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Ilya Kovalchuk Leaves the New Jersey Devils, Retires from the NHL

What's Next for the Devils?

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Ilya Kovalchuk Leaves the New Jersey Devils, Retires from the NHL

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Ilya Kovalchuk is now public enemy #1 in New Jersey.

COMMENTARY | Ilya Kovalchuk's stay in the NHL came to an abrupt end Thursday when the winger decided to retire from the NHL and head back to Russia. Kovalchuk's decision sent shock waves throughout the hockey world and leaves the New Jersey Devils with a huge hole to fill.

In the short term, this is a crushing blow for the Devils. For one, the Devils no longer have their best player. In addition, general manager Lou Lamoriello had made some big moves recently to shore up the roster for another run at a Stanley Cup championship. It was obviously assumed that new players such as Michael Ryder and Ryane Clowe were brought in to help take some pressure off of Kovalchuk. Instead, everyone will have to step up and try and fill Kovalchuk's shoes.

On a different note, how much heartache can fans of the Devils take? Kovalchuk is now the third player in a year to leave the Devils to head back home. Former captain Zach Parise did the same thing last offseason when he left the Devils for the Minnesota Wild. David Clarkson also left to play for his hometown Toronto Maple Leafs just one week ago. Both Parise and Clarkson were paid handsomely to leave but, still, the point remains. There is a bit of a dark cloud hanging over the Devils here. Hindsight is always 20/20 but one also has to wonder if re-signing Kovalchuk to a mammoth contract in 2010 actually cost the Devils their best shot at re-signing Parise, as well.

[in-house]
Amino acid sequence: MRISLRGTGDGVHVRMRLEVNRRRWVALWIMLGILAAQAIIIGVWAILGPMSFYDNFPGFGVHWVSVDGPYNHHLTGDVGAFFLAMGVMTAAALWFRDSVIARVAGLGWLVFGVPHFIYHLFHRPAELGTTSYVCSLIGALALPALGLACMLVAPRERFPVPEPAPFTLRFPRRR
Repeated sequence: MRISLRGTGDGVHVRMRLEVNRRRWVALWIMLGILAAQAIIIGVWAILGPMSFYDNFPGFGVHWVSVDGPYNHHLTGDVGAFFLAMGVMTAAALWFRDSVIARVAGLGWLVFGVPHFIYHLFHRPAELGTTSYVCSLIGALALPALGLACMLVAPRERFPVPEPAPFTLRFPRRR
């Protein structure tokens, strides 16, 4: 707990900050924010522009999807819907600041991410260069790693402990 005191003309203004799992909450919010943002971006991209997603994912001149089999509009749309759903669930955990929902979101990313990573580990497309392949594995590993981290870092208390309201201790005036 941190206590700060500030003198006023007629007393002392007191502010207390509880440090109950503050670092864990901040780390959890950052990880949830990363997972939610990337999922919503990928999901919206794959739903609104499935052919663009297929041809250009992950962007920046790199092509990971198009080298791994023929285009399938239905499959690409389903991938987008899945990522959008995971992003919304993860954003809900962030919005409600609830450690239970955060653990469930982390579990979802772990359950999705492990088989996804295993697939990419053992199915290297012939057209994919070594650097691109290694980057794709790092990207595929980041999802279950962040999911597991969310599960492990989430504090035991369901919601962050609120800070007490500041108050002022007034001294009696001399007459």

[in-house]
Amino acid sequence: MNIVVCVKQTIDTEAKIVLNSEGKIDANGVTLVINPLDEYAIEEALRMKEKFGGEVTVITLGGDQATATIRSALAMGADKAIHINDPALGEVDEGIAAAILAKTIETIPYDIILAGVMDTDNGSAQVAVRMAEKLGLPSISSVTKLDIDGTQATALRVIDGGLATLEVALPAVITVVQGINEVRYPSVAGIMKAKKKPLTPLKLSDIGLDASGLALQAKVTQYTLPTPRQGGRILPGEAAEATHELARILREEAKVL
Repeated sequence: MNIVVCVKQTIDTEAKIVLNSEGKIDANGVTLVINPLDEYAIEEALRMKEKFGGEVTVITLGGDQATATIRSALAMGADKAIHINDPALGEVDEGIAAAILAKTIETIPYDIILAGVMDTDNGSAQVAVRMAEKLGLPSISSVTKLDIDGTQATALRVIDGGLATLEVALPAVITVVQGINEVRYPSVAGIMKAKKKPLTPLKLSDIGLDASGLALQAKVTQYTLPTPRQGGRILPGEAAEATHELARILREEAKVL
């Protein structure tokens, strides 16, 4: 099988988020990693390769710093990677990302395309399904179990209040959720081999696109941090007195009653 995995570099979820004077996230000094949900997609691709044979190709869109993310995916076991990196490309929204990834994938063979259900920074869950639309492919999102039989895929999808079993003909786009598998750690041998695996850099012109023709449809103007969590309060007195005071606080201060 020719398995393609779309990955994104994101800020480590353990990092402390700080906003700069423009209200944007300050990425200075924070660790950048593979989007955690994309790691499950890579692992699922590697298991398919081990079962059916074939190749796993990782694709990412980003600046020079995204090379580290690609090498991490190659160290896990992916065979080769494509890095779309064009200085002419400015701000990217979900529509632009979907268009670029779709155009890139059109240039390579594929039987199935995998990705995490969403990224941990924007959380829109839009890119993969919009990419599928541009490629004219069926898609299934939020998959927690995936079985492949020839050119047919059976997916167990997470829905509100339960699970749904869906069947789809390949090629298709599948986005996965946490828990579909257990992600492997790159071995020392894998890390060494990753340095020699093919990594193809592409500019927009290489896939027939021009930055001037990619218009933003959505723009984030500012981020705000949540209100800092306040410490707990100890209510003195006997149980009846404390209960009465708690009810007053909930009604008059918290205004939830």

The Devils were penalized a first round pick for their first attempt at re-signing Kovalchuk in the summer of 2010. General manager Lou Lamoriello probably made a poor decision in not forfeiting the pick in 2012 when the team drafted #29 overall in the first round. With Kovalchuk deserting the team, there is a chance that next year's forfeited pick could be a high draft pick.

In the long run, I actually do not think this is bad for New Jersey. Kovalchuk would have been due a lot of money over the next several seasons while on the decline due to age. By retiring from the NHL, he actually did help the Devils in that his contract comes off the books. Besides, would a team really want to hang on to a player who basically has one foot out the door?

So, where do the Devils go from here? No one player on the team has ever been bigger than the New Jersey Devils and the team is going to have to take that into next season. It is time for the young forwards, such as Jacob Josefson, to step up and players like Travis Zajac to become leaders. Needless to say, making the playoffs next year would be the best cure for the Devils.

Days like today really make fans appreciate a player who wants to come to their favorite team or a player who stays with their favorite team. In sports today, the latter has become far too uncommon.

Michael Pellegrini has followed the New Jersey Devils since the mid to late 1990s when they had players like Doug Gilmour and Dave Andreychuk in the later stages of their career.

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